A reception at Tivoli Terrace continued the celebration, with an ebullient Carol Reynolds at the microphone, paying tribute to the band’s Music Committee members Bobbette and Brian Cameron, Foster, Carol Sporleder, Hughes and Peterson — Sporleder Hughes and the Camerons also serve on the band’s board of directors with Steve Shabazian, Susan Hungerford and Kathryn Sanders.
The anniversary celebration regrouped at Tivoli Terrace.
“The concert turned out wonderfully, and I had nothing to do with it,” said Reynolds, the band’s Ambassador at Large.
“The feeling generated here and at the concert is marvelous.”
She called each of the directors to the microphone to take a bow, introducing Nicholls as “Sweetie Pie,” Fournier as a wonderful addition to the band and Peterson as the glue that keeps the band together.
“We wouldn’t be here without Ed Peterson,” Reynolds said.
She also praised the city, the Business Improvement District funding by the hotels in town, and the Festival of Arts for grants that keep the band going.
Donations are also welcomed in any amount, but categories include John Phillips Sousa ($1,000 or more), Glenn Miller ($500-$999), Irving Berlin ($250-$499), Count Basie ($100-$249), Duke Ellington ($50-$99) and Meredith Wilson ($25-$49).
The band is also always on the look out for good musicians.
Interested? Call Peterson at (949) 395-3043.
Even musicians with rusty skills are encouraged to get back in swing of things.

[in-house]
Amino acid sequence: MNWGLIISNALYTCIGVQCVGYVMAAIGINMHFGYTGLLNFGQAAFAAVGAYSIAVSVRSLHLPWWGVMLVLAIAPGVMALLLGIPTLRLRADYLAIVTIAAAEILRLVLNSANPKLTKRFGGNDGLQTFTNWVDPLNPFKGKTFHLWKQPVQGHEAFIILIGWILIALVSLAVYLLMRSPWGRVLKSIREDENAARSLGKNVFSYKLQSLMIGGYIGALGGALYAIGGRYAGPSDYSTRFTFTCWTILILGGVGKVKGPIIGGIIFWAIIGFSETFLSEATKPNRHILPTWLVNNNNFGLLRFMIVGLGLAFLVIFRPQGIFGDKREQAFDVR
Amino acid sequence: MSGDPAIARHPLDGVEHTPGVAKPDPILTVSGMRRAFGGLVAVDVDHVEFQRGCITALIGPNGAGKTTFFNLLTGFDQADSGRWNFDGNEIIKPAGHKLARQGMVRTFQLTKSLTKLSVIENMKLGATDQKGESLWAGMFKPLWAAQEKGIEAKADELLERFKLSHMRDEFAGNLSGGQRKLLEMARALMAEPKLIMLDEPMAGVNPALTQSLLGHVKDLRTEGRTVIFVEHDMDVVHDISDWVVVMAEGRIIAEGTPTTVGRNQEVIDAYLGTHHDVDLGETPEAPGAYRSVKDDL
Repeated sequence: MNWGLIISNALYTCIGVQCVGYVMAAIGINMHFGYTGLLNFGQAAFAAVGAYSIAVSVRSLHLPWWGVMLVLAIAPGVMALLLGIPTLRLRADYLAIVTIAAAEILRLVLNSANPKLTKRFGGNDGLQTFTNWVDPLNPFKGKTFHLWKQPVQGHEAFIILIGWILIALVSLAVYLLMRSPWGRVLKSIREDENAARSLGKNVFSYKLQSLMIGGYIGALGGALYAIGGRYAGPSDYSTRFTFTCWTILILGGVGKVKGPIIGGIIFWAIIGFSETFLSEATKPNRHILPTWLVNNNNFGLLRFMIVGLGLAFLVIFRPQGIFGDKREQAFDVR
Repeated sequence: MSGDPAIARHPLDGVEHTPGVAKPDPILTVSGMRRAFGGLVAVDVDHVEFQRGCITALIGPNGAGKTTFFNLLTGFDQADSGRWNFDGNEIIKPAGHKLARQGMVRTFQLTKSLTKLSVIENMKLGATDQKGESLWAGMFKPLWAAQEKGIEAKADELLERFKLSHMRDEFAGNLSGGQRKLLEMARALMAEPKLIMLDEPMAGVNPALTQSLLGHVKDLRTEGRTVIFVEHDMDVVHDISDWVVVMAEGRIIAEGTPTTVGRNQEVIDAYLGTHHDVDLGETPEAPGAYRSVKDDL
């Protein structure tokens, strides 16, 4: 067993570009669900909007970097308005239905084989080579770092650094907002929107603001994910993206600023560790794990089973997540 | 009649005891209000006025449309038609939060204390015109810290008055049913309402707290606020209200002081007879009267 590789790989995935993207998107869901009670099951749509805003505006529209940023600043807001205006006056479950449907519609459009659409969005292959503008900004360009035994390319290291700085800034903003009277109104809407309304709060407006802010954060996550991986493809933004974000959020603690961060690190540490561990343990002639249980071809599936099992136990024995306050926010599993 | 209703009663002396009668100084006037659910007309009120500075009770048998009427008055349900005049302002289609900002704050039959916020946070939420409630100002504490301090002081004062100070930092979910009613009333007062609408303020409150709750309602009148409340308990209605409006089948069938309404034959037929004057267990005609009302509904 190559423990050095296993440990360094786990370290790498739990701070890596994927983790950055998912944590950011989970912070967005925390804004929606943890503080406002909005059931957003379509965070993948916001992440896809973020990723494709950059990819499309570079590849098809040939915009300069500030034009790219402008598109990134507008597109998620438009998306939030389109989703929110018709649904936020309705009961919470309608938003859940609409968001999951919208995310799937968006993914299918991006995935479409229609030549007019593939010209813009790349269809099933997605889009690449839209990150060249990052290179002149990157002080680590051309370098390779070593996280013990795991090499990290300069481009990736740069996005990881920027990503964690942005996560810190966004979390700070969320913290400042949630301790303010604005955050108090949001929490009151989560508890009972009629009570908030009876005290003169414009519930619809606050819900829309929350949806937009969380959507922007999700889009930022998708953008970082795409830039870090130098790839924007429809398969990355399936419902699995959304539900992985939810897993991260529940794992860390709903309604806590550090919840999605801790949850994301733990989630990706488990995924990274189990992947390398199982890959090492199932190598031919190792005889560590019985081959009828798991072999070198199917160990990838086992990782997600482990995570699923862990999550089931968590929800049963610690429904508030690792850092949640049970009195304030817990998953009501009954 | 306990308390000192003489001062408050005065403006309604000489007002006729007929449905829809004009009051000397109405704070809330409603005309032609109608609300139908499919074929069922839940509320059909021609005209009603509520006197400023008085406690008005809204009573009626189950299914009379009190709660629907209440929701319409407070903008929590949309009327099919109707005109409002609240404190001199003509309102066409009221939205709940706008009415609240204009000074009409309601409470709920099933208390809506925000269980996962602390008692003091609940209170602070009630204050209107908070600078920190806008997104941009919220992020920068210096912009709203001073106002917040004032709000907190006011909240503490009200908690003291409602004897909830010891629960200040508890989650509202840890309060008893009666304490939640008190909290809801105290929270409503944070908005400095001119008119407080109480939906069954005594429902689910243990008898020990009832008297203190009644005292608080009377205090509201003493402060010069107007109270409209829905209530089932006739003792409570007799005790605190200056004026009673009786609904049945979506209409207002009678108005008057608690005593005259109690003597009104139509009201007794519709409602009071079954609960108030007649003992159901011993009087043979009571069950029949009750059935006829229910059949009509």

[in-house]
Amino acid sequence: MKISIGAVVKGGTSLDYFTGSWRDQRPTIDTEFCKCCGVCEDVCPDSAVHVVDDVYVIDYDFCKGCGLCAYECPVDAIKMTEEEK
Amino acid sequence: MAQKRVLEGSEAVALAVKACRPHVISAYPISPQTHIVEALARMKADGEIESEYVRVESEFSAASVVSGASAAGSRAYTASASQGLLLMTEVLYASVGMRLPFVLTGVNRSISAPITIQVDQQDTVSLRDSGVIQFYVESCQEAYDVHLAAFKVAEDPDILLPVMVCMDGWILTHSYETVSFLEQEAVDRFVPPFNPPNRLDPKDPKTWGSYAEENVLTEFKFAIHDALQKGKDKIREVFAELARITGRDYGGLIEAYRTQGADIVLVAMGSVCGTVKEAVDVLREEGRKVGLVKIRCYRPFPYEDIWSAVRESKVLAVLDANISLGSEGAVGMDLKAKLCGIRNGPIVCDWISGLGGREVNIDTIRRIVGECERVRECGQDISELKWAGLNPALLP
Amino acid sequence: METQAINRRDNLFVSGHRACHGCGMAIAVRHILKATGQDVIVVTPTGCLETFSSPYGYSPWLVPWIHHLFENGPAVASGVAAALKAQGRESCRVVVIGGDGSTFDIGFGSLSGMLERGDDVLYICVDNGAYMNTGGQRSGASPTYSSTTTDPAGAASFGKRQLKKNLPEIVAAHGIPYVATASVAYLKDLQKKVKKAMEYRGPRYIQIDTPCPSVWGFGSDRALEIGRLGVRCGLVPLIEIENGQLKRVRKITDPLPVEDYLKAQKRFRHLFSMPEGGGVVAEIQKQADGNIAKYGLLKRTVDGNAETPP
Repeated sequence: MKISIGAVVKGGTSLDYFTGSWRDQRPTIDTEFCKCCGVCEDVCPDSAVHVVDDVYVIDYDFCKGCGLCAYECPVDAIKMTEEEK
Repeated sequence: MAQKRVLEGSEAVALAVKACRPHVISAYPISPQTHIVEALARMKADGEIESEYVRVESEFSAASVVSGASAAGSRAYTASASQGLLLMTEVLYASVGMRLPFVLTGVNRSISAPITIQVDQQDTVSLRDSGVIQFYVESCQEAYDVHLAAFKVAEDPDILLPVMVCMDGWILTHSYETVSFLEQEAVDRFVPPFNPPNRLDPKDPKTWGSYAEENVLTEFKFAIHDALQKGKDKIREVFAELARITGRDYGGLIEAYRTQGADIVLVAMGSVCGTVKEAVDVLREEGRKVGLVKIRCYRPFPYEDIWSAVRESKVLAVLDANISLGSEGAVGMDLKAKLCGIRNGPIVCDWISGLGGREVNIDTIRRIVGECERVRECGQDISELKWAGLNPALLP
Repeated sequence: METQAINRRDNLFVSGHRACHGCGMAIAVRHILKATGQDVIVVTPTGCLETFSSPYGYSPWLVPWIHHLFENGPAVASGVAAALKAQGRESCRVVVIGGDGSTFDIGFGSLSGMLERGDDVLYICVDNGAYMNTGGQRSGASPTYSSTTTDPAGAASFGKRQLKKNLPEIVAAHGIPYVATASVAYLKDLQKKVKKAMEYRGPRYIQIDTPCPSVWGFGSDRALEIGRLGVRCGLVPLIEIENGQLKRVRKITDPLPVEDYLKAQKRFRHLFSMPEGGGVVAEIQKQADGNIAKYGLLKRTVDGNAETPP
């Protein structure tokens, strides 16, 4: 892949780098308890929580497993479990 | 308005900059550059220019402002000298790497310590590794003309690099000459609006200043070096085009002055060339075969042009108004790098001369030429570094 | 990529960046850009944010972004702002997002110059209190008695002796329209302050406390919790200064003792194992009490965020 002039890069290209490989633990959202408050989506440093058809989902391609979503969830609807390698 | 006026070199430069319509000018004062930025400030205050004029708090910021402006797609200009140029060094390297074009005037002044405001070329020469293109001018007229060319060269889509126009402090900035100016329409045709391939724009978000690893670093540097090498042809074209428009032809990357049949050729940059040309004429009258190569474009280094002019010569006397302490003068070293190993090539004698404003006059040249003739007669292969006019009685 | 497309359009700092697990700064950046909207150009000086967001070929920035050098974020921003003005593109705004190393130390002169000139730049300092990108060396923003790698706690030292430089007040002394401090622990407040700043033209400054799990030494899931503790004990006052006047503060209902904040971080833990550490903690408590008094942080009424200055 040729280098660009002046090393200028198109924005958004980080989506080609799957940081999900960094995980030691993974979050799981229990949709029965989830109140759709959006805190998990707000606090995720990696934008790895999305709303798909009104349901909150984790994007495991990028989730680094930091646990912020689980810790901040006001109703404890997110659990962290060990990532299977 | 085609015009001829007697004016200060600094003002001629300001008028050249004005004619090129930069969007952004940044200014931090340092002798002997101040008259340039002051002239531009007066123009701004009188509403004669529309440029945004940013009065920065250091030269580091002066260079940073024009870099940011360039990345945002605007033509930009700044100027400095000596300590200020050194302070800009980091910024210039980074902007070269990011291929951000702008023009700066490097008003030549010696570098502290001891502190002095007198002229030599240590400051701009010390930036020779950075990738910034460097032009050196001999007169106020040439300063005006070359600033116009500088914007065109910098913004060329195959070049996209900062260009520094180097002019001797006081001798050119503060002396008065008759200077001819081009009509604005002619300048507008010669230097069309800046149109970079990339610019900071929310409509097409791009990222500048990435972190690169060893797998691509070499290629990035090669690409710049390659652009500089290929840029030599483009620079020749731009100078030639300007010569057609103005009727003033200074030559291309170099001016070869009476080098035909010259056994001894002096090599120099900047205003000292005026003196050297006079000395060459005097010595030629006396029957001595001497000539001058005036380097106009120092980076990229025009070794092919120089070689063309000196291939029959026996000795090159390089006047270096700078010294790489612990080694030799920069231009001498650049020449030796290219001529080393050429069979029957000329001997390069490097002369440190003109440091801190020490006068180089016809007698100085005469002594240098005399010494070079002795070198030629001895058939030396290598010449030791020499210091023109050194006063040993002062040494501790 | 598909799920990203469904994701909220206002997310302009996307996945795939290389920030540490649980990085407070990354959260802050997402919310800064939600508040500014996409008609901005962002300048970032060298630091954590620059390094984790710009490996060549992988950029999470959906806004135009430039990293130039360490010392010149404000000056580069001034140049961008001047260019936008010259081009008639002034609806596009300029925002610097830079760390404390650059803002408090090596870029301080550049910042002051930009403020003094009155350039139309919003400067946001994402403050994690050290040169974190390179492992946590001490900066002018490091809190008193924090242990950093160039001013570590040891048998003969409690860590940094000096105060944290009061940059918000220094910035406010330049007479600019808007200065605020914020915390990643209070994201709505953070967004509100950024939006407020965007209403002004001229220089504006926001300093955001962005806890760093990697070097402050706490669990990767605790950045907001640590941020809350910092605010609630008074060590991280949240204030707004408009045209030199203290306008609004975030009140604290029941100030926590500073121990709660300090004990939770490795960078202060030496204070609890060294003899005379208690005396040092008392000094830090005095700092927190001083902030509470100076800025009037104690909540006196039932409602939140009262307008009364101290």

Former Councilwoman Cheryl Kinsman, who missed her National Charity League debut because the orchestra in which she played had scheduled a performance, recently pulled out her French horn and tried a couple of toots.
“It was kind of bad,” said Kinsman, who attended the reception with husband, Michael, and son, Nicholas. “I used to be good.”
And she could be good again, Reynolds said. It comes back with practice.
“Get out your old instruments instead of watching reruns of ‘The Office,’” Reynolds said.
The band practices every Tuesday night at the high school under the auspices of the Irvine Valley College Emeritus Program, coordinated by Dave Anderson, who attended the concert with his daughter, Jordan.
One of the first things he was told when he took the job was to make the band classes work.
Now 60 members strong and counting, the band performs more than 20 concerts a year, with the next one scheduled for 12:30 p.m. Memorial Day, on the Cobblestones at Main Beach. The concert traditionally follows the ceremonies at Memorial Point in Heisler Park.
Over the past few years, smaller ensembles have been formed by the band members, including the Swing Set, which performed Sunday, a second Swing group; a flute ensemble, The Third Street Strutters Dixieland Band, and a brass quintet. All have performed locally.
The Swing Set and the Third Street Strutters are scheduled to perform in the second Fete d’ Musique starting at noon June 20 at the Presbyterian Church at Forest Avenue and Second Street and other locations on the avenue and at 3:30 p.m. on the Cobblestones.
Band appearances are scheduled for the Sawdust Festival, 10:30 a.m. to 12:30 p.m. July 4; the Festival of Arts, 5:30 to 7.30 p.m. July 27 and at the same time on Aug. 17; and at Art-a-Fair, 1 to 3 p.m. Aug. 1. The concerts are free, but admission is charged to the grounds.
The band will take the show on the road this summer to Mission Viejo and San Juan Capistrano.
For booking information for the concert band or the smaller groups, call (949) 831-8810.
A professional DVD of the concert includes Sporleder’s photos and a history of the band in words and pictures.
To order the DVD, mail a $10 check made out to LCCB, with the name, address and telephone number to the recipient, to LCCB, P.O. Box 4235, Laguna Beach, 92652.
OUR LAGUNA is a regular feature of the Laguna Beach Coastline Pilot. Contributions are welcomed. Write to Barbara Diamond, P.O. Box 248, Laguna Beach, 92652; call (949) 380-4321 or e-mail email@example.com